Where I Went: Free Tulip Fields Along the Flevoland Tulip Route
While the area around Keukenhof and Lisse are undoubtedly the most famous, the province of Flevoland is actually where you’ll find the largest tulip field area in the Netherlands.
Leaving from Lelystad, we visited several awesome fields by car, and it was absolute bliss.
Check out Kristy’s blog post about it here for more details on where to find the fields, alongside exact routes and awesome resources for your tulip chasing exploits.
Pssst – while we stuck to fields close to Lelystad, Noordoostpolder is where you’ll find some of the biggest fields. Every year they introduce a new tulip route that’s part of their Tulip Festival, where they bust out dozens of activities like carriage rides and show gardens.
You can find out more on their official website here.
Without further ado, here are a million photos you didn’t ask for. Keep scrolling if you want more info other free tulip fields in the Netherlands!
Other Free Tulip Fields in the Netherlands
If you’re looking for other places to enjoy all the tulippy goodness for free, here are some other free tulip fields in the Netherlands for you to enjoy.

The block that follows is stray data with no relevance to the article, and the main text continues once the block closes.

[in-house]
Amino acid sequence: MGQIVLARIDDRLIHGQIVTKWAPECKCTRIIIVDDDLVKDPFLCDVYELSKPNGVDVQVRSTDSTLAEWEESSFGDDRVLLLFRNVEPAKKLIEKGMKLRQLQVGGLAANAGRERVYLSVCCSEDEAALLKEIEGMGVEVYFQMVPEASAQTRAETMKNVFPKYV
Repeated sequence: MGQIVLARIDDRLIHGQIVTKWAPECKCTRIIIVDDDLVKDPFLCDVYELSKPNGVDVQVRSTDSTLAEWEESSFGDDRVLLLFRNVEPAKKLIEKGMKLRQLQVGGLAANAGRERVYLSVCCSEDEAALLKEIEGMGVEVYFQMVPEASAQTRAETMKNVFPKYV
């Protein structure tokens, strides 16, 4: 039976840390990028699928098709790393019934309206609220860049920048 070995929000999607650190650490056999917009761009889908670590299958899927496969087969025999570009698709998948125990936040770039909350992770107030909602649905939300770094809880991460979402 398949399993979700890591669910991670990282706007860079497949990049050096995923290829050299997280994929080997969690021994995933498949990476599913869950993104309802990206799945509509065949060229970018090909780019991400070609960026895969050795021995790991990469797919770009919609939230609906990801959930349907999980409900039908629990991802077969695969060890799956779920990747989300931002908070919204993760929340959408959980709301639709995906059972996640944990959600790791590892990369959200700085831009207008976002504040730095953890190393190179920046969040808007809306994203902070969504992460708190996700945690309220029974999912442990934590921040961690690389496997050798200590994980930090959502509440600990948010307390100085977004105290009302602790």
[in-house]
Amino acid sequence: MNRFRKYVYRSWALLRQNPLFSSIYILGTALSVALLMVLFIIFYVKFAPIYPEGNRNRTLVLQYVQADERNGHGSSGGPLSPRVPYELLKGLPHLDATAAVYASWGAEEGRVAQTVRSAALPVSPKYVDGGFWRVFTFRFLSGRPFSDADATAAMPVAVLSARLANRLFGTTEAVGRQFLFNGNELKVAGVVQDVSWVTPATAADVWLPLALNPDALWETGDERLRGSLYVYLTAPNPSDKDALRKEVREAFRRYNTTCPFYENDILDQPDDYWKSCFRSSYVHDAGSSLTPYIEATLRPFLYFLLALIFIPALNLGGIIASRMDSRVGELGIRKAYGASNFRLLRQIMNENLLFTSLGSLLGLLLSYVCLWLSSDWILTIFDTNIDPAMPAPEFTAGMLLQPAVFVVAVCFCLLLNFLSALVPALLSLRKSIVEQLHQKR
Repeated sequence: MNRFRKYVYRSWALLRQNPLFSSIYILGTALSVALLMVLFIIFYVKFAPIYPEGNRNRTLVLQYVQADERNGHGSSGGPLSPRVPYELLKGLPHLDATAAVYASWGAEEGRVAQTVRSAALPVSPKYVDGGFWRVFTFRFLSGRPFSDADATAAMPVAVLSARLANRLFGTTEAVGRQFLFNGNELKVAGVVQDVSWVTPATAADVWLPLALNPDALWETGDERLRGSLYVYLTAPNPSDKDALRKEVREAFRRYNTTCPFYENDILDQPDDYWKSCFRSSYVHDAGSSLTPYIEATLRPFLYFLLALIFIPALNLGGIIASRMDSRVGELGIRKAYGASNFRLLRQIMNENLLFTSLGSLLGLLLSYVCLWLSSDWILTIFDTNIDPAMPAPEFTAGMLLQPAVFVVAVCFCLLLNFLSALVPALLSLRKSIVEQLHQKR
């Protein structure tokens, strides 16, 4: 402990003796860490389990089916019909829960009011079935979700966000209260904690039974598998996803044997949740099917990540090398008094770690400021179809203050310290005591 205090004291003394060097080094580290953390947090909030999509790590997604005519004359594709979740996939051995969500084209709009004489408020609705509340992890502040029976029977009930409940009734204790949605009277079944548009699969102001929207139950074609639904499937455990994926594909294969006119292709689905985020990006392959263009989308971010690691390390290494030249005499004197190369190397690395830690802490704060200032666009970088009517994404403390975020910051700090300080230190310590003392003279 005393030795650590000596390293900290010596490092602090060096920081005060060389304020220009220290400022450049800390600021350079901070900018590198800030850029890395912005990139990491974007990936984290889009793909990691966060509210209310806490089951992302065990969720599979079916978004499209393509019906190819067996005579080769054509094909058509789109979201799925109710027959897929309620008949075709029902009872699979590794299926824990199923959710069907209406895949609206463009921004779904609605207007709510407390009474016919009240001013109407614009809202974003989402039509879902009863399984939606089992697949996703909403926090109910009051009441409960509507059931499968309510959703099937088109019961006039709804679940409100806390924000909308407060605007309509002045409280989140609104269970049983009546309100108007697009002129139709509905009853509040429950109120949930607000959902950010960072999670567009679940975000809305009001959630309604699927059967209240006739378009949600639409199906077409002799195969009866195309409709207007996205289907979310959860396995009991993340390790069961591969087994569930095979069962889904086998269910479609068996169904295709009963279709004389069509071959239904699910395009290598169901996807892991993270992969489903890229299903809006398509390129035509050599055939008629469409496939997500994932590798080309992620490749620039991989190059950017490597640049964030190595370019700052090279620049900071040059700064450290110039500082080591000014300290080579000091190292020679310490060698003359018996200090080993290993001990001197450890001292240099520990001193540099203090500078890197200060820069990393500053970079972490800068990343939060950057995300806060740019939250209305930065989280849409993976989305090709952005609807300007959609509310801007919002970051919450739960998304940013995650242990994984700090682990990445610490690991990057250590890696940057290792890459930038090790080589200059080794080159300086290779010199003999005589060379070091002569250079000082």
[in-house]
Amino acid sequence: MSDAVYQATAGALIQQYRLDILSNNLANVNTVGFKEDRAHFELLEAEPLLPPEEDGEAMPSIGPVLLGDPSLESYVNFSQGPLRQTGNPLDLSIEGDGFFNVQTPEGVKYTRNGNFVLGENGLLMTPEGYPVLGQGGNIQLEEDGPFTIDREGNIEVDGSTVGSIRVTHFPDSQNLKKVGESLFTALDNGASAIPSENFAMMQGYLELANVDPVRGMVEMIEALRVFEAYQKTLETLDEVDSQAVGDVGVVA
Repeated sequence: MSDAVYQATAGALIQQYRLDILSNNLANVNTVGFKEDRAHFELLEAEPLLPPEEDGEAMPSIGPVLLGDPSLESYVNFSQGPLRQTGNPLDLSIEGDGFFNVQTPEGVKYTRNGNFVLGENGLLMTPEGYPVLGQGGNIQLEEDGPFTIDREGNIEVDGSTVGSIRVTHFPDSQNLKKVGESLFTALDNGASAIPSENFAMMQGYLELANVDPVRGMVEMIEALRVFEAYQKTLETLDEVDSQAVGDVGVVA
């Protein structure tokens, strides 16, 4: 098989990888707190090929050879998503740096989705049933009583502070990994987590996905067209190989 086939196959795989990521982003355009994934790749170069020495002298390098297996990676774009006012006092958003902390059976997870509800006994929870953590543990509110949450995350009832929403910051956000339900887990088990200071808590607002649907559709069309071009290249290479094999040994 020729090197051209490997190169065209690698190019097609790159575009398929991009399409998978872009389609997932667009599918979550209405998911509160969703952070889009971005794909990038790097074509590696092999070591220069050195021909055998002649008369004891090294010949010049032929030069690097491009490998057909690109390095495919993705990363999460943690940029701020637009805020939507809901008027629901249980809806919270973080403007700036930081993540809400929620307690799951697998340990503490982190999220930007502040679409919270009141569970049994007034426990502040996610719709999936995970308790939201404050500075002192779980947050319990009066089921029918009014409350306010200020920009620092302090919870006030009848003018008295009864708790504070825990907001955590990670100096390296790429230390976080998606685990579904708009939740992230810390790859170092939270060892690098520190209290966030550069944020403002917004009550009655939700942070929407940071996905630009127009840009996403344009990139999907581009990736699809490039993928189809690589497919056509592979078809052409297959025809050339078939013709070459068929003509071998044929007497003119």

1. Tulips in Amsterdam
If it’s your first time in the Netherlands, odds are good that you’ll eventually find yourself in Amsterdam.
While there aren’t gigantic, “far as the eye can see” fields of tulips stretching through the city (one could dream, right?), the city does plant tulips in special spots in celebration of its annual tulip festival, which takes place all throughout April.
With over 80 participating locations, odds are good that you’ll magically stumble upon a display or two, but you can access a full list on the official festival website here.
A few (well-known) locations for the Amsterdam Tulip Festival include…
- The Van Gogh Museum
- Museum Van Loon
- The Amsterdam Tulip Museum
PS: For a sure bet, you can also get your fill of tulips at the famous Bloemenmarkt (Flower Market), although to be honest, it’s a bit touristy for my liking
2. Cycling the The Flower Strip
Another way to see free tulip fields in the Netherlands is by cycling The Flower Strip (which is a cute little name they’ve given the route from Haarlem to Leiden).
This 35km stretch of flat land brings you past all the colourful tulip fields you’ve always dreamt of, with sign-posted routes that (I’ve been told) are fairly fool-proof.
Many choose to do this route starting from Haarlem (which is about 20 minutes away from Amsterdam by train) although doing the route partially is possible too (see below).
For more details on cycling this route, check out this sweet blog post from Lost with Purpose.
3. The free tulip fields around Keukenhof and Lisse